Components Discover æpps

Using the Javascript SDK

There are three different ways of incorporating aepp-sdk-js into your project, depending on the particular scenario:

  • ES Modules at es/ (recommended)
  • Node.js bundle at dist/aepp-sdk.js
  • Browser bundle at dist/aepp-sdk.browser.js

Also, please be aware that using require instead of module loader syntax (import) means that the default export automatically becomes exposed as default, which is reflected below in the code examples. This is due to a recent change in Babel compilation and fully compliant with the standard.

Flavors

The recommended approach to using aepp-sdk is to import one of the following Ae Factories based on the specific use case:

In order to cater to more specific needs, it is recommended to refer to the hacking documentation.

Testing Networks

When initialising a client, to test, you can choose from 2 URLs:

1. Testnet (https://sdk-testnet.aepps.com)

You can use this URL with any releasee on npmjs. It offers the last stable version of Epoch, used by all of of Aeternity’s Dev Tools.

2. Edgenet (https://sdk-edgened.aepps.com)

You can use this URL with releases tagged as alpha, beta or next on npmjs. It offers the latest stable version of Epoch, which all of of Aeternity’s Dev Tools are going to use in the near future.

ES Modules (enable Tree-Shaking)

It is generally advised to use ESM (EcmaScript Modules), whenever possible. At this point however, this requires a modern bundler which understands ES2015 import/export syntax, such as webpack 4 (or newer).

In addition, a compiler which translates the subset of ES used by aepp-sdk will have to be used, such as Babel - .babelrc in the project’s root directory, shows which transpilation plugins are required, at least.

Common Mistakes/Pitfalls

  1. Dev Dependencies: Make sure to do not forget to double check the devDependencies of the package.json of this SDK, looking for @babel/packages that might be helping you to correctly transpile the SDK code imported into your project, as modules.

  2. ES Modules Transpilation: Include all the babel packages and plugins needed to transpile your code to the .babelrc (or babel.config.js) of your project.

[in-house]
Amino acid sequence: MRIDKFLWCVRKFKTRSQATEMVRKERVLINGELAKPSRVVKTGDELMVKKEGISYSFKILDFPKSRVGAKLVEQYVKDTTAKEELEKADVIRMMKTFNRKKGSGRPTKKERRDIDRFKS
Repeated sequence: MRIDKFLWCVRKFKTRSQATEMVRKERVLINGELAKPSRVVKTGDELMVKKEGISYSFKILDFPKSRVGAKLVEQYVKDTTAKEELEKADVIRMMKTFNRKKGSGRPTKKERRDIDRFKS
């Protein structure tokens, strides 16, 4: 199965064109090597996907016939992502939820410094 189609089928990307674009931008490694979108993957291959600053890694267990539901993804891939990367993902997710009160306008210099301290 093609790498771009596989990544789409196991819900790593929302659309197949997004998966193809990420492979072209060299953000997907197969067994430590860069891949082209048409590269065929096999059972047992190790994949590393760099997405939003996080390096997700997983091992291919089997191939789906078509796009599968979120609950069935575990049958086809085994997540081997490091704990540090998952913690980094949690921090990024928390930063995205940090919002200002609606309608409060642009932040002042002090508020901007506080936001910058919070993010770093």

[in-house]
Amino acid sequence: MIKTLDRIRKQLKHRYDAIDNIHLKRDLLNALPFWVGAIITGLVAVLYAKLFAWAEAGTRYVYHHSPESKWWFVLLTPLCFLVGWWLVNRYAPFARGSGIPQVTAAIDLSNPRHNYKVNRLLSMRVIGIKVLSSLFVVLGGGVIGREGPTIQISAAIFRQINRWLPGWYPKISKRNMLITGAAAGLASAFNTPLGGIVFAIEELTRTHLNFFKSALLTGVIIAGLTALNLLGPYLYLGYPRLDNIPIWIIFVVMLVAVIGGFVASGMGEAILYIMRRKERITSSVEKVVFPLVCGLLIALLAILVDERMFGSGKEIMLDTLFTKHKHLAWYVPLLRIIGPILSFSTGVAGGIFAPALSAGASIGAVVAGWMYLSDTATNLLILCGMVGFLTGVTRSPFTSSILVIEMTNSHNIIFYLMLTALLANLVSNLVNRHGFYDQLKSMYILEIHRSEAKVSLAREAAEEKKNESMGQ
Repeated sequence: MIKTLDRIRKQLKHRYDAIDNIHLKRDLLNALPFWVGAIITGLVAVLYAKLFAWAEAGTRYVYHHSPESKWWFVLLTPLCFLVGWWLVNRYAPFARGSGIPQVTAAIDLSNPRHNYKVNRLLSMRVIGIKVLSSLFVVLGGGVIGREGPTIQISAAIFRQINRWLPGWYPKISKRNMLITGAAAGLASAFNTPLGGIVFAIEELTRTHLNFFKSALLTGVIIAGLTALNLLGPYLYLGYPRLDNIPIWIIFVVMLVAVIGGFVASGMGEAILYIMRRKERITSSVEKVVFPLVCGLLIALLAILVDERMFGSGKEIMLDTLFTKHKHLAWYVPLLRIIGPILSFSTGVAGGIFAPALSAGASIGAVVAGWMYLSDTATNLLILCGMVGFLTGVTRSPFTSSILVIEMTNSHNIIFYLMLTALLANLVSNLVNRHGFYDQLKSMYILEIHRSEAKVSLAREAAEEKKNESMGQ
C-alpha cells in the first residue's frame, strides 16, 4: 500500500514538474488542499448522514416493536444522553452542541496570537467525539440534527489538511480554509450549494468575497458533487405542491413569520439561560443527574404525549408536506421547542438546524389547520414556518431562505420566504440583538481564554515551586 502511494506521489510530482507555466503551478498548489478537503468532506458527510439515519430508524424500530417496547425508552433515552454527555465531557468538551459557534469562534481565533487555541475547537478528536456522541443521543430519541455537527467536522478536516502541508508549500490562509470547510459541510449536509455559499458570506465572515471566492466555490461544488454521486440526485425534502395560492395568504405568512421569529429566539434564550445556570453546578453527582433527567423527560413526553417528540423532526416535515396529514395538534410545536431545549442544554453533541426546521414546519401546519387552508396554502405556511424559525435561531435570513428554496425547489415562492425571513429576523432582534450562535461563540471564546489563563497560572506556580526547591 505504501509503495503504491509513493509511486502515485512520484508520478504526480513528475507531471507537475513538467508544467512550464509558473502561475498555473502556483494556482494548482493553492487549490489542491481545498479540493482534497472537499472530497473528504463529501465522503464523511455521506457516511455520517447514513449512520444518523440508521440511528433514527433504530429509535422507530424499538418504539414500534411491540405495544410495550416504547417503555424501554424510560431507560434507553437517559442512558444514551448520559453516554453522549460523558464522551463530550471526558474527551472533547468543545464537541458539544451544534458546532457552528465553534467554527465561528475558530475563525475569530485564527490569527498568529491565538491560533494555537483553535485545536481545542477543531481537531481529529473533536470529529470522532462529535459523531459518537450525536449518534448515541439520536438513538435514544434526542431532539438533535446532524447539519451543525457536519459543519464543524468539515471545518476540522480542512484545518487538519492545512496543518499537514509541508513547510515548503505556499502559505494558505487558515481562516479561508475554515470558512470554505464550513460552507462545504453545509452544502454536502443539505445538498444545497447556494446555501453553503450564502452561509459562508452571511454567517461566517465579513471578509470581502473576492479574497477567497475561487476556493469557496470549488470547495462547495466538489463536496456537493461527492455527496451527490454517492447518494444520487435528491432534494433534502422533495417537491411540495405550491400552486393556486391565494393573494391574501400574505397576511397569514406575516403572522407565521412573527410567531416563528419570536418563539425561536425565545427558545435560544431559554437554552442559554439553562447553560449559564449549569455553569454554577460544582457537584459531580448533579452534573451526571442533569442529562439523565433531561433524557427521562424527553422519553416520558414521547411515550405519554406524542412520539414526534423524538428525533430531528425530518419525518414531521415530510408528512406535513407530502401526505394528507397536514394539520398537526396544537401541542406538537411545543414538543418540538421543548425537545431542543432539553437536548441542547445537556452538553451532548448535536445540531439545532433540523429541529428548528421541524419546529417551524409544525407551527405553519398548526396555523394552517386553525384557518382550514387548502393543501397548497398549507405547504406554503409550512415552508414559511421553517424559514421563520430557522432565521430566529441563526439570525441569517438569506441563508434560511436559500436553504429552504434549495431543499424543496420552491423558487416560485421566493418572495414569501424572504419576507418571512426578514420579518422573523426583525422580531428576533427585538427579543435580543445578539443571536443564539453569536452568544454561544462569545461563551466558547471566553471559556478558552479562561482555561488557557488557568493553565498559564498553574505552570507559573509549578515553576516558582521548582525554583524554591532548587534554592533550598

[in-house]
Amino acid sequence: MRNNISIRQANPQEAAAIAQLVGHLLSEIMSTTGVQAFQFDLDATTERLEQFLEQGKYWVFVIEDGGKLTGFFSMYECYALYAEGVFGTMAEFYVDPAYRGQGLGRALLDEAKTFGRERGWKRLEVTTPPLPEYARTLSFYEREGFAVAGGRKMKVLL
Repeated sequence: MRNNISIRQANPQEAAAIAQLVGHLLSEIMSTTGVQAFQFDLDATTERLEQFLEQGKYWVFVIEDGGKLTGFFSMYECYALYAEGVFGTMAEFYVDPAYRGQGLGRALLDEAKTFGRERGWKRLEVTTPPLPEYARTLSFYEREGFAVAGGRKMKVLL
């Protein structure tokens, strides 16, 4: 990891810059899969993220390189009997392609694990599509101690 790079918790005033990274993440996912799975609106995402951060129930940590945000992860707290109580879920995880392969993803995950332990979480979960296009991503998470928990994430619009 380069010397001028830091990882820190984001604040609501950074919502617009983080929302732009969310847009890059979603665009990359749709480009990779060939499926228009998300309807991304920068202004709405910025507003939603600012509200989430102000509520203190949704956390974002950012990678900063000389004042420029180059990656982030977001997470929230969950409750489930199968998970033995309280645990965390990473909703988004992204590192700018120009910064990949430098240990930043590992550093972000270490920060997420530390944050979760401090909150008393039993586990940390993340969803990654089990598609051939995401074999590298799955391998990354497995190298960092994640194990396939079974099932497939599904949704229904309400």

3. Bundlers Setup: Do not forget to allow your bundler (eg. webpack) to scan the SDK files that needs transpilation. This will allow your bundler to transpile the SDK imported modules correctly.

Webpack Example:
 // ... webpack config
 entry: {
    rules: [
      {
        test: /\.js$/,
        // standard setting for most bundlers web-app setup
        // entirely excludes the node_modules folder
        exclude: [/node_modules/],
        // ...but when using external ES Modules you need to
        // include required externals ES modules (eg. our Aepp-SDK) like so:
        include: [/node_modules\/@aeternity/, /node_modules\/rlp/],
        loader: 'babel-loader'
      }
      // ... more rules here (SASS, CSS, etc.)
    }
  }

Using this method also enables the use of Tree shaking (dead code elimination). aepp-sdk’s package.json specifies a seperate entry point for any such tool that understands ESM. In order to make sure the modules are loaded directly, use the following syntax to load parts of aepp-sdk:

import Aepp from '@aeternity/aepp-sdk/es/ae/aepp'

Aepp().then(client => {
  client.height().then(height => {
    console.log('Current Block', height)
  })
})

Browser bundle

The browser bundle is relevant in two seperate cases: Either the SDK is to be loaded traditionally through a <script> tag, or the bundler / compiliation is not sufficient to use and compile the SDK’s ES Modules.

Browser <script> tag

The bundle will assign the SDK to a global var called Ae.

<!doctype html>
<html lang="en">
<head>
  <meta charset="utf-8">
</head>
<body>
  <script src="aepp-sdk.browser.js"></script>
  <script type="text/javascript">
    Ae.Aepp.default().then(ae => {
      ae.height().then(height => {
        console.log('Current Block', height)
      })
    })
  </script>
</body>
</html>

Bundler